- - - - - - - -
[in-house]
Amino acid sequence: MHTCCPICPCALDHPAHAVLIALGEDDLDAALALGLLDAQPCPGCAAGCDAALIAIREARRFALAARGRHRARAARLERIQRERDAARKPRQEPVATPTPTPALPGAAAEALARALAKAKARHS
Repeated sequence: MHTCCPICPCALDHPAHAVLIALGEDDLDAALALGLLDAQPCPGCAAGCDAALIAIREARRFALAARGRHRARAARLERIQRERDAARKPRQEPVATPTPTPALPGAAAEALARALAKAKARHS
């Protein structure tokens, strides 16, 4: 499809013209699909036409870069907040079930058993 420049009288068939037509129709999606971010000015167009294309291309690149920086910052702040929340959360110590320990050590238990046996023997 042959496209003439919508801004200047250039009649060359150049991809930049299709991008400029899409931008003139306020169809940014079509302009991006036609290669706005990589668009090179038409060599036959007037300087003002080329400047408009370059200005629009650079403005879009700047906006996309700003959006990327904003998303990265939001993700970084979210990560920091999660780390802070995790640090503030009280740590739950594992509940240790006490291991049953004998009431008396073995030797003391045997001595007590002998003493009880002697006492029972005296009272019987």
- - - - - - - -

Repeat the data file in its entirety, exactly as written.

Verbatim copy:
[in-house]
Amino acid sequence: MHTCCPICPCALDHPAHAVLIALGEDDLDAALALGLLDAQPCPGCAAGCDAALIAIREARRFALAARGRHRARAARLERIQRERDAARKPRQEPVATPTPTPALPGAAAEALARALAKAKARHS
Repeated sequence: MHTCCPICPCALDHPAHAVLIALGEDDLDAALALGLLDAQPCPGCAAGCDAALIAIREARRFALAARGRHRARAARLERIQRERDAARKPRQEPVATPTPTPALPGAAAEALARALAKAKARHS
């Protein structure tokens, strides 16, 4: 499809013209699909036409870069907040079930058993 420049009288068939037509129709999606971010000015167009294309291309690149920086910052702040929340959360110590320990050590238990046996023997 042959496209003439919508801004200047250039009649060359150049991809930049299709991008400029899409931008003139306020169809940014079509302009991006036609290669706005990589668009090179038409060599036959007037300087003002080329400047408009370059200005629009650079403005879009700047906006996309700003959006990327904003998303990265939001993700970084979210990560920091999660780390802070995790640090503030009280740590739950594992509940240790006490291991049953004998009431008396073995030797003391045997001595007590002998003493009880002697006492029972005296009272019987």